Bethesda plans to support multiplayer online game “Fallout 76” for “years and years,” Pete Hines, senior vice president of global marketing and communication at Bethesda Softworks, told Variety. The company just isn’t entirely sure what form that long-lived support will take just yet.
“We have plans of our own,” he said. “But some ideas have to come from players playing the game and seeing what they want.”
“Fallout 76,” an online-only game that drops groups of 24 players into an ever-evolving, player-shaped take on Bethesda’s beloved “Fallout” series,” doesn’t hit PlayStation 4, Windows PC, and Xbox One until Nov. 14. But a beta for the game goes live later this month and if all goes well, experience and items earned during it will still around for the full launch.
In the short term, Bethesda is entirely focused they’re prepared for the onslaught of players hitting the game’s servers on Oct. 23.
Once the game is live, the team already has a number of big projects to tackle for the game including adding support for private servers and mods, something Hines calls a “game changer” for “Fallout 76.”
“That’s a pretty big thing,” he said. “We need to put together some services that involve all of that.”
The team also plans to send out weekly to monthly updates.
“It needs to be a mix of things in size and scope,” he said. “From little, small stuff to adding events, to adding bigger things, all the way up to maybe adding a new mode that players might want.”
One example, Hines gave, was the reaction some have had to “Fallout 76’s” murder system, which essentially protects players who don’t want to participate in player-versus-player all of the time from harassment by those who do.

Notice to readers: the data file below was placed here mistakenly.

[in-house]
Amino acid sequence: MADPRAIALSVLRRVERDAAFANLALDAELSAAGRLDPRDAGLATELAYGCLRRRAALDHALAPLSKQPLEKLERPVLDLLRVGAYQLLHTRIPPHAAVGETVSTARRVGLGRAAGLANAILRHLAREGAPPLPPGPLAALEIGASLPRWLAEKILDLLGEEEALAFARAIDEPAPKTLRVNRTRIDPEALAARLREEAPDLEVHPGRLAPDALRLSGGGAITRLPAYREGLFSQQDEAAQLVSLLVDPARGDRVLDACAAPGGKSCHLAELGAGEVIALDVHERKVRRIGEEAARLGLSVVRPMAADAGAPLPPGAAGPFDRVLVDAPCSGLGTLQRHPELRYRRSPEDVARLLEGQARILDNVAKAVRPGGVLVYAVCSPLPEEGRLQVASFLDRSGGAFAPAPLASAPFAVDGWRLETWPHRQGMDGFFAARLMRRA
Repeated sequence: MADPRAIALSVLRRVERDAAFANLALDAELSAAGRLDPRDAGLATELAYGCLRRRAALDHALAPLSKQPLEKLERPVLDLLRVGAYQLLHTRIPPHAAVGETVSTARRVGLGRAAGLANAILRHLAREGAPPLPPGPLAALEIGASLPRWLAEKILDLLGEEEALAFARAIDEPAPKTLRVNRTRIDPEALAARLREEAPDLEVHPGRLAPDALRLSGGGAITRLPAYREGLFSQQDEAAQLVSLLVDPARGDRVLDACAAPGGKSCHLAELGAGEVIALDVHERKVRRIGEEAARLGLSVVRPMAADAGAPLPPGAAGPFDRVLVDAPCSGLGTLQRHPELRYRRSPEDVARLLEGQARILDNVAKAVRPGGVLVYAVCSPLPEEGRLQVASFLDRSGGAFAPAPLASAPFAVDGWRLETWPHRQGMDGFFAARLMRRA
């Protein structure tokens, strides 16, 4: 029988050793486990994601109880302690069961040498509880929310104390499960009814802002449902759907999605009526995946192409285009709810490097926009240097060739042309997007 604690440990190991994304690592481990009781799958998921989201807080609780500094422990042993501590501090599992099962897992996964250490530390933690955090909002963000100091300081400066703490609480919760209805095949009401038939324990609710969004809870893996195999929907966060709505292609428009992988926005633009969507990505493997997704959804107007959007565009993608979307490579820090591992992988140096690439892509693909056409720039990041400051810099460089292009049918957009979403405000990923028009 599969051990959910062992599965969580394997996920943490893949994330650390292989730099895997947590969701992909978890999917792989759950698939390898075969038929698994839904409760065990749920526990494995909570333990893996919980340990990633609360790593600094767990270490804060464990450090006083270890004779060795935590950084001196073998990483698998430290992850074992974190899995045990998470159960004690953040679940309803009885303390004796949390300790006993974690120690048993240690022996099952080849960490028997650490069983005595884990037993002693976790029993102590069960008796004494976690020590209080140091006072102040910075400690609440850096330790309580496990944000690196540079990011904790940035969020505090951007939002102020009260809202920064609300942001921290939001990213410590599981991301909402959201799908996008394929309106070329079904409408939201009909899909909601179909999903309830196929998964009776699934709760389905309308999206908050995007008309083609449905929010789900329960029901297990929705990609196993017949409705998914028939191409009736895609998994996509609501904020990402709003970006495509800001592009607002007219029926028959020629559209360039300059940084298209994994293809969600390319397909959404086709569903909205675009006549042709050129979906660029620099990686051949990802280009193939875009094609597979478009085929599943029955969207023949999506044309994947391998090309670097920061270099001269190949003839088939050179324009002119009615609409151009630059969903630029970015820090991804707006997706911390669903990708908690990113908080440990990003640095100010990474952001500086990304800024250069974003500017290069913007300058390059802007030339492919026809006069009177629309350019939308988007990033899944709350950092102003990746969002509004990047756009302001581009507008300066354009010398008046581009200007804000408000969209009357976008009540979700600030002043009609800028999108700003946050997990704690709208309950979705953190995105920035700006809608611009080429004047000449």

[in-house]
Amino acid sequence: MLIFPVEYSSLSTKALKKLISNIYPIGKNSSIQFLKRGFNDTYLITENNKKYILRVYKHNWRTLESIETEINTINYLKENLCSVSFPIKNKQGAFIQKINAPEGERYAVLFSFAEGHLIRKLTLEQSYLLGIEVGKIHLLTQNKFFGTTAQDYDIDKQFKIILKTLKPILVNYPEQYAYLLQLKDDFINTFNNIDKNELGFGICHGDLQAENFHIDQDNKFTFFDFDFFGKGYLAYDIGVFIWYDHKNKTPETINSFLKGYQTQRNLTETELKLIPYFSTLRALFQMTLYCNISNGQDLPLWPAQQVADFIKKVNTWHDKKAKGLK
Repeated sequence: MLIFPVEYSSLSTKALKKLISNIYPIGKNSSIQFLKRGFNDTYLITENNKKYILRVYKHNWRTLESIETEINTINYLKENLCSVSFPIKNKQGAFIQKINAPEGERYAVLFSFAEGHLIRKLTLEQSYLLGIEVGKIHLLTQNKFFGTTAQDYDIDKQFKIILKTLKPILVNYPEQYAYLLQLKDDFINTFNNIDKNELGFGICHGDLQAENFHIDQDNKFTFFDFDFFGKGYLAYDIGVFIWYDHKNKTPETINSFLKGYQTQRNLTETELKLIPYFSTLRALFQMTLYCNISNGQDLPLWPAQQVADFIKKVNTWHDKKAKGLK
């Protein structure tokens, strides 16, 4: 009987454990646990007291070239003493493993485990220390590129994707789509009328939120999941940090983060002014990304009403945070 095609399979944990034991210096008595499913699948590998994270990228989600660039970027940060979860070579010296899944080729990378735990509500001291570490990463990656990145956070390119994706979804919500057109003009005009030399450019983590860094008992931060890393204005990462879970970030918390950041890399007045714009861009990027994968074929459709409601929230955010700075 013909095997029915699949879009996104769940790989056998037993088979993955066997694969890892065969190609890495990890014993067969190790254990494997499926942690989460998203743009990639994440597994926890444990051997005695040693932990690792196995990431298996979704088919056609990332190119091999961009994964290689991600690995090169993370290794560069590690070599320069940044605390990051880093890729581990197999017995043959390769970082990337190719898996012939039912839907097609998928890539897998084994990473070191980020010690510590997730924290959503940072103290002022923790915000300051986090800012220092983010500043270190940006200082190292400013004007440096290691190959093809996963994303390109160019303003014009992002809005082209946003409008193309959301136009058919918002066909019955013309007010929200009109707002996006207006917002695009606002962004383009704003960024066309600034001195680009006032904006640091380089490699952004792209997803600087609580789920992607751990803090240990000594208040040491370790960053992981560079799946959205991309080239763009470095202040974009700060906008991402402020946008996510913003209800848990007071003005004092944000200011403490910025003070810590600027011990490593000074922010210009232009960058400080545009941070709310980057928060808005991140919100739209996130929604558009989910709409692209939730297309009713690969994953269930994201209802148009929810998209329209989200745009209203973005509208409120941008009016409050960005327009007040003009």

“Any number of people were OK with that,” Hines said of the reaction. “But some said, ‘That’s not fair. I just want PVP. PVP all of the time.’ If there’s enough of those people, maybe that will be a thing we look into.
Hines pointed to “Fallout 3” as an example of Bethesda listening more closely to how fans and players react to a game. There was a vocal group of players who weren’t happy the game ended, so Bethesda released an update that essentially removed the ending and let players keep moving forward without breaking the game’s narrative.
“We needed to react to what players wanted,” he said. “I imagine those sort of things will emerge when it comes to ‘Fallout 76’ too.”
One thing the team won’t be looking into any time soon is the addition of cross-platform play and progression to “Fallout 76,” between the computer, PlayStation 4 and Xbox One. News of PlayStation’s sudden about-face on the topic came too late for Bethesda’s developers to incorporate the new support into the game. They haven’t even had a team to dig into what it means or how it works. Hines added.
“Once we get through the beta and get through the launch and someone has the time to look at it we can figure out what it might take,” he said. “I don’t know what it will take, but it will not be easy or straight-forward. If it’s something we end up doing, I guarantee it will take a while to do.”